The book culminates with a response to Singer’s effective altruism. Considering Singer’s famous ‘shallow pond’ analogy, Appiah questions the simplistic analysis of death as the only thing that matters and challenges the focus on saving lives rather than on considering the conditions that might lead to ‘decent lives’. He also highlights that saving a life in a particular time, doesn’t necessarily mean that that individual will live a long and meaningful life. He boldly asks us to consider whether we agree with the logical conclusions of Singer’s articles that we should never support an opera or an artist, if there was a life in the world that we could save, ultimately questioning via counterfactual hypothesis: ‘would you really want to live in a world in which the only thing anyone had ever cared about was saving lives?’ He also highlights the flaw in the central idea of ‘effective altruism’ – that we should all donate large segments of our income now – for if the likes of Bill Gates had followed Singer’s advice, he wouldn’t have been in a position to donate the huge quantities of wealth that he can now to global charities.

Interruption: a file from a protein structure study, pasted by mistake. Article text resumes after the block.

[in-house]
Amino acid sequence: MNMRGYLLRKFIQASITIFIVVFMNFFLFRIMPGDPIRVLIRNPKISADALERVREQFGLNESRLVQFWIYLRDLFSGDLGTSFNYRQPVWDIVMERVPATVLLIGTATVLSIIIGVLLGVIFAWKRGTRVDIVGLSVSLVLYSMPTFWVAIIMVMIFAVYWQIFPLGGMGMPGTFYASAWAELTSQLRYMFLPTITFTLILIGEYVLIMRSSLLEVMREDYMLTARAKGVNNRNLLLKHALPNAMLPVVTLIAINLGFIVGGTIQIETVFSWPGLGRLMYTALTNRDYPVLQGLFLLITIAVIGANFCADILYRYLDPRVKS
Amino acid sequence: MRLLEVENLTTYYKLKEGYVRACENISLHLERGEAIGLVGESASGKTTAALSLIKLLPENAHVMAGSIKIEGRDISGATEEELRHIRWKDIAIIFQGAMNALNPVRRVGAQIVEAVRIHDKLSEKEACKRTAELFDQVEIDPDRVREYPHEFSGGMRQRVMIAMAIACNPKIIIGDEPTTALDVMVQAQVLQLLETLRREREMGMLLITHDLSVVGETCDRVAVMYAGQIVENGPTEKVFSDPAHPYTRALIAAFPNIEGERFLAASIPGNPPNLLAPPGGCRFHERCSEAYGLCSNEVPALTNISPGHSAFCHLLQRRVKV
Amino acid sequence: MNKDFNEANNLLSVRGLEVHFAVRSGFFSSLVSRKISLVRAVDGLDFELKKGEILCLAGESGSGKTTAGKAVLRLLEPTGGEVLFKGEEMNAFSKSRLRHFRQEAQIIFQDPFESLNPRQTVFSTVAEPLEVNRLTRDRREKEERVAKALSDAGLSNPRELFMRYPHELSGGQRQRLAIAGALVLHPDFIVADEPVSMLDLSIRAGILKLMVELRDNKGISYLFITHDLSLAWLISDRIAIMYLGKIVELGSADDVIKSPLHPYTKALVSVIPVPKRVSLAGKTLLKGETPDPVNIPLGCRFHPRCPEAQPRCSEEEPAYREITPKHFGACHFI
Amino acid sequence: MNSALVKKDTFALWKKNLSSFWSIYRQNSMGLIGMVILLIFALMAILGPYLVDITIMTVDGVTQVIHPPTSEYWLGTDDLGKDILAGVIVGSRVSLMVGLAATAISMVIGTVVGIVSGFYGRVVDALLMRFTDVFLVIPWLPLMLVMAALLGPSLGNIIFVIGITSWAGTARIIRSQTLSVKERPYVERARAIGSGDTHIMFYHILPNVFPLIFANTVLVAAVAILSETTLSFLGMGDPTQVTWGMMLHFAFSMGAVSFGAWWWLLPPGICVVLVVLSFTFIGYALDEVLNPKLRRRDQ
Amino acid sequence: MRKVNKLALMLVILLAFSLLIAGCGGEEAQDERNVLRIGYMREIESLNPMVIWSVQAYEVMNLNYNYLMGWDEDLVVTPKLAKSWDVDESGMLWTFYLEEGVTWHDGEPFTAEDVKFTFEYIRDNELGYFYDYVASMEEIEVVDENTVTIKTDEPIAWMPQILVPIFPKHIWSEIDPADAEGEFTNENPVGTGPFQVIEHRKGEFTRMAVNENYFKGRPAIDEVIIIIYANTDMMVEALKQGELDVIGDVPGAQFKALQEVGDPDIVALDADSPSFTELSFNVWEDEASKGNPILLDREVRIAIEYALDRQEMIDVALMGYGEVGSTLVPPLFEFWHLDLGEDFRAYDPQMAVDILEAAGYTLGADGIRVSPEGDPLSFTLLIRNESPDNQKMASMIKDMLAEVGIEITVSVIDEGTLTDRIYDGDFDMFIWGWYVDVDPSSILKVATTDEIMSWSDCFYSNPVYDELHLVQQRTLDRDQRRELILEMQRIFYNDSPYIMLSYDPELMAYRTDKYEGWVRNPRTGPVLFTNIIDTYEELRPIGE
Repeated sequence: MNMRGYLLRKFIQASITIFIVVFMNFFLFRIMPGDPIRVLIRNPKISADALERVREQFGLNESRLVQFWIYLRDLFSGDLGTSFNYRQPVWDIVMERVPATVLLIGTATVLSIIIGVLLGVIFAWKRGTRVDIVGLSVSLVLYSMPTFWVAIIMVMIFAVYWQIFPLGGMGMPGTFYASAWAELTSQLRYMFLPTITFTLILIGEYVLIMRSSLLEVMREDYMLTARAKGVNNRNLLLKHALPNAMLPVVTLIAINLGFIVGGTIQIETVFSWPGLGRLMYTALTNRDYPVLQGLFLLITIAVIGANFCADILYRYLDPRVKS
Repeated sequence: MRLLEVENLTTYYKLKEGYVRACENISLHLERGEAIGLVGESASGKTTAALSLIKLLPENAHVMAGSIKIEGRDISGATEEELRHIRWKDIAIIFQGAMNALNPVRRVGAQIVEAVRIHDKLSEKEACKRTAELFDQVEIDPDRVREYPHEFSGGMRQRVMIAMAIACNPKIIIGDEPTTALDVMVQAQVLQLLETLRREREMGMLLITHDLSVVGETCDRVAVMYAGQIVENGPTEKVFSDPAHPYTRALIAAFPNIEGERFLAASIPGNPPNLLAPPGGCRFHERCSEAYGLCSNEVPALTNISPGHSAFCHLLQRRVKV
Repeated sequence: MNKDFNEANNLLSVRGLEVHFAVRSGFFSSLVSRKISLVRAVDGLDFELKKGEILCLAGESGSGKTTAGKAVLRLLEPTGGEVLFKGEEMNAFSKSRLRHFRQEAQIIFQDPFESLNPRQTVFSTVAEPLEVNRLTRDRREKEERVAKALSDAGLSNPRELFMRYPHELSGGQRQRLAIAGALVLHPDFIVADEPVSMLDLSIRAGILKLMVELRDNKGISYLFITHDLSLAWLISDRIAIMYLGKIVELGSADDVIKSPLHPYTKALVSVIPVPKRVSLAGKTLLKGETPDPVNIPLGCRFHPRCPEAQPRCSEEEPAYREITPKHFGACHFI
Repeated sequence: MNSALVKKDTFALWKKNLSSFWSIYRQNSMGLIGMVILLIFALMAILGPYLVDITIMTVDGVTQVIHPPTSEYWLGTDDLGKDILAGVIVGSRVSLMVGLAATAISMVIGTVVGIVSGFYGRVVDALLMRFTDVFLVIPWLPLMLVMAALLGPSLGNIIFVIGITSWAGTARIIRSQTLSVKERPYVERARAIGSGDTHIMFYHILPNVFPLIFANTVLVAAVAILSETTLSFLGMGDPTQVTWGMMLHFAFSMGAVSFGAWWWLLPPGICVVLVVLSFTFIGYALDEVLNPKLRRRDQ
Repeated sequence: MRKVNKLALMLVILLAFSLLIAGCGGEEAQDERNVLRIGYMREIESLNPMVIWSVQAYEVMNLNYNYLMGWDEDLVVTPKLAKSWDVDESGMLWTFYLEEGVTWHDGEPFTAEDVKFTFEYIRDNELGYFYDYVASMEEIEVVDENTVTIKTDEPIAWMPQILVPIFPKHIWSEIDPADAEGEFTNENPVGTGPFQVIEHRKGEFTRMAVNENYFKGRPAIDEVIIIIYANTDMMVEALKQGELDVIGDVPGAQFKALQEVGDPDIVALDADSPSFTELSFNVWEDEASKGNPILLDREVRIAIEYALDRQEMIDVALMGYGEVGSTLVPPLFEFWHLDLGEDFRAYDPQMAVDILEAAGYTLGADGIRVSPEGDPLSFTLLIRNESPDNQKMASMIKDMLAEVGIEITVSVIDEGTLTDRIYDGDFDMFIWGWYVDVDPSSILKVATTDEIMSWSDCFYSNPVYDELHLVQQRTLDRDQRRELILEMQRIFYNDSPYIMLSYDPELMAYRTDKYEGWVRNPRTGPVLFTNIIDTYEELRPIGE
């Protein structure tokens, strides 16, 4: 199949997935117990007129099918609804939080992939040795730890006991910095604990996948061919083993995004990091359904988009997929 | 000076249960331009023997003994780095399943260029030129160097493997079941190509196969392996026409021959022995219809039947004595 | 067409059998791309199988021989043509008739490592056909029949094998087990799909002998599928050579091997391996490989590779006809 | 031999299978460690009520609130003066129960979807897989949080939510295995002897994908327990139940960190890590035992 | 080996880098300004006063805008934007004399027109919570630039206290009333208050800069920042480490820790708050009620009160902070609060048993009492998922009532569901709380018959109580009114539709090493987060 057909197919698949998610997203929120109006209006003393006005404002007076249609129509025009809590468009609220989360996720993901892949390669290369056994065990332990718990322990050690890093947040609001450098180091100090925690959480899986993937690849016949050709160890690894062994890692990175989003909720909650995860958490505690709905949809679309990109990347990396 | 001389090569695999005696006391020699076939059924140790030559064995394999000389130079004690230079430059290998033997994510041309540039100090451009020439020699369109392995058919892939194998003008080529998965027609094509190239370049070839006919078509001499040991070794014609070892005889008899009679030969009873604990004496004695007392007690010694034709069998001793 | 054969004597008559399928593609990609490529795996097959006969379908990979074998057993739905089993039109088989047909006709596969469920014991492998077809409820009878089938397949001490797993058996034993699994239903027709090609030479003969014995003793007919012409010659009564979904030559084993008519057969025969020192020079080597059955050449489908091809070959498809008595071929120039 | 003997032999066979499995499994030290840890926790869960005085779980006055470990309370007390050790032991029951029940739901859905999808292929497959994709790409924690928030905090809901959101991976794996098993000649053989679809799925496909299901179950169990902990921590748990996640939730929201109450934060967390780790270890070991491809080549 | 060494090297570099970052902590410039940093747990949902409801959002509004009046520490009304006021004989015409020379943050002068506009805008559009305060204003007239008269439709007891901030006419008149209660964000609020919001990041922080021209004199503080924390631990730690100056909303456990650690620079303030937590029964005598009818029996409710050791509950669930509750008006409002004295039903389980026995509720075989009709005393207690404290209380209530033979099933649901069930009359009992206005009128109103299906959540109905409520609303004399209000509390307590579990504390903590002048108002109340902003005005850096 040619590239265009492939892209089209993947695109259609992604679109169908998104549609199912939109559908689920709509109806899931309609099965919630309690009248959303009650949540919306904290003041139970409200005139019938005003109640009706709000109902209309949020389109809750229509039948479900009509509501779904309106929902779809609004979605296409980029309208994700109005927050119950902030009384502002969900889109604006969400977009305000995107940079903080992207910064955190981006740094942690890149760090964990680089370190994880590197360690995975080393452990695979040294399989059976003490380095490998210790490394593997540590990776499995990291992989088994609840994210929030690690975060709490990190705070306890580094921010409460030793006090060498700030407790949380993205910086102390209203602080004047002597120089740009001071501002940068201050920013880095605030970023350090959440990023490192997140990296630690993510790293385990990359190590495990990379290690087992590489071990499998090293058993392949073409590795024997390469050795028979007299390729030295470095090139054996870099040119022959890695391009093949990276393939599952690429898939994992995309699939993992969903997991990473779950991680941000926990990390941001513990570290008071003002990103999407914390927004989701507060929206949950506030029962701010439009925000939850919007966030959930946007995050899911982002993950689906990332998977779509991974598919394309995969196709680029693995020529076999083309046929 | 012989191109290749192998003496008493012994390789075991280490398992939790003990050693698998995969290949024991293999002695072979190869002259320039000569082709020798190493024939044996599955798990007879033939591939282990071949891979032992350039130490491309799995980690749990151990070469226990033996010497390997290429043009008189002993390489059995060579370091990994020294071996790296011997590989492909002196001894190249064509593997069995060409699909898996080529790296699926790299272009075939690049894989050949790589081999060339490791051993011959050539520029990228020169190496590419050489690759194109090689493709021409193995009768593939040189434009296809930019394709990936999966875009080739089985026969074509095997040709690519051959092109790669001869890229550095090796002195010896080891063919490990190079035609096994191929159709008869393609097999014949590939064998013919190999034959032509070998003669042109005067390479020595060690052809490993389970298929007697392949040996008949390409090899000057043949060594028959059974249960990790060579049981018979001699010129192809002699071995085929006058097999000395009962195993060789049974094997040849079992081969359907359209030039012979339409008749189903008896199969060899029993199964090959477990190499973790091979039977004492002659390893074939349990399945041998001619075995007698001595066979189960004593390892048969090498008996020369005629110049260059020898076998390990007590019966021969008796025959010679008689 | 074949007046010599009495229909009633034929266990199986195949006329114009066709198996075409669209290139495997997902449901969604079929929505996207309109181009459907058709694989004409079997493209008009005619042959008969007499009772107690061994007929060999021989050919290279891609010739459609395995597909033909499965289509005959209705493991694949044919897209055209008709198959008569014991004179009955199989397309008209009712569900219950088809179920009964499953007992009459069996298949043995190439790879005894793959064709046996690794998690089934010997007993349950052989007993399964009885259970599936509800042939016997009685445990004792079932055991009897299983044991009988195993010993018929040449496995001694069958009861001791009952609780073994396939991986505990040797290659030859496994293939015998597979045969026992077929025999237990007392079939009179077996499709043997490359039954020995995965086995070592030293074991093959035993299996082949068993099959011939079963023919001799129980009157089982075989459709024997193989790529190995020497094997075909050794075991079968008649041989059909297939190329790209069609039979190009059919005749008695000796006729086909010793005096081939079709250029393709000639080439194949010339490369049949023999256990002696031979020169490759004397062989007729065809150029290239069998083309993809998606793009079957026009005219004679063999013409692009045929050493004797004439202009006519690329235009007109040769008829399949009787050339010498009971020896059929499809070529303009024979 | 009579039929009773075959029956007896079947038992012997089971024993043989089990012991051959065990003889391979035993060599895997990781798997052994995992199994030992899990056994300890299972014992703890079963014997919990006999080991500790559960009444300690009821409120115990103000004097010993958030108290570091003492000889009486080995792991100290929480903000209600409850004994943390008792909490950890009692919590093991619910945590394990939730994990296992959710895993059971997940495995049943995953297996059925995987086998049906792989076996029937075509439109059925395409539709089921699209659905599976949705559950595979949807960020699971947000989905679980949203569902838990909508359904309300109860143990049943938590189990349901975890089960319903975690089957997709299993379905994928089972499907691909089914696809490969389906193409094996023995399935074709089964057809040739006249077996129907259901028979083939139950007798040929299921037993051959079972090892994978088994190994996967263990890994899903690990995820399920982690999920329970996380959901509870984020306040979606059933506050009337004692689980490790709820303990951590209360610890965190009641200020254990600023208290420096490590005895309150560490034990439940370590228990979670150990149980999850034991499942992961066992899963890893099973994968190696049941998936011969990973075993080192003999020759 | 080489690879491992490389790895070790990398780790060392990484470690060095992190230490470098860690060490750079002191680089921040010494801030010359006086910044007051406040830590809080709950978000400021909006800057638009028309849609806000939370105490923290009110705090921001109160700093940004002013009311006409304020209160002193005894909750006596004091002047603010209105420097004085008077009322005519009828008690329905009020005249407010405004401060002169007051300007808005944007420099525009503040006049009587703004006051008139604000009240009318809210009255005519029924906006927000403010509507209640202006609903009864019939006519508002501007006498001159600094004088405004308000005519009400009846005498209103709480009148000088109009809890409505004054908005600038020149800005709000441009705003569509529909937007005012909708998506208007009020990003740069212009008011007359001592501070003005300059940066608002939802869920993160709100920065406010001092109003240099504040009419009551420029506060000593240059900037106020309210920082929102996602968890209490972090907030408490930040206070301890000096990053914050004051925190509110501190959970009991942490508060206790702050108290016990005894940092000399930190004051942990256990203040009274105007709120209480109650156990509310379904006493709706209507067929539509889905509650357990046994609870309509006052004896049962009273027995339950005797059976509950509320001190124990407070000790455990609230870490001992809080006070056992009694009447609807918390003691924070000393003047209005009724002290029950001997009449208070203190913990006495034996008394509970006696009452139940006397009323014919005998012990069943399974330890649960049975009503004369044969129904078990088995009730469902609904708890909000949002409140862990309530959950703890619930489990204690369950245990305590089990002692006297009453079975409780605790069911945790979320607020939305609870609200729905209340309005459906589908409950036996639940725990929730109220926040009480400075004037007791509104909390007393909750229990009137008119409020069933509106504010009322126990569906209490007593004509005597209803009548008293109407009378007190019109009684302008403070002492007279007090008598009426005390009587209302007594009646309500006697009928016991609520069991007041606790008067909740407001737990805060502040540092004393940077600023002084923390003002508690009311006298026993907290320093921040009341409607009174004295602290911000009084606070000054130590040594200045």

Fundamentally, Appiah’s cosmopolitanism asks us to reflect upon global poverty and individual suffering with ‘intelligence and curiosity’ as well as concern and engagement. Appiah certainly recognises the complexity of the ‘aid debate’, not just for economic prosperity, and number of lives saves, but for the nature of wider human existence that, like a cracked mirror with different shards holding different viewpoints and values, collectively combine to make.
I’d definitely encourage you to give it a read for some well-thought through insights on the nature of human disagreement and the origins of human value. Left, perhaps, is a further consideration of how we might, in a more practical sense, strive to be Appiah’s cosmopolitans, and in particular, how conversation might aid us when moral values are so distinct that we struggle to feel strong obligations towards those individuals, or see how a conversation may even take place.
Cat Davison January 2018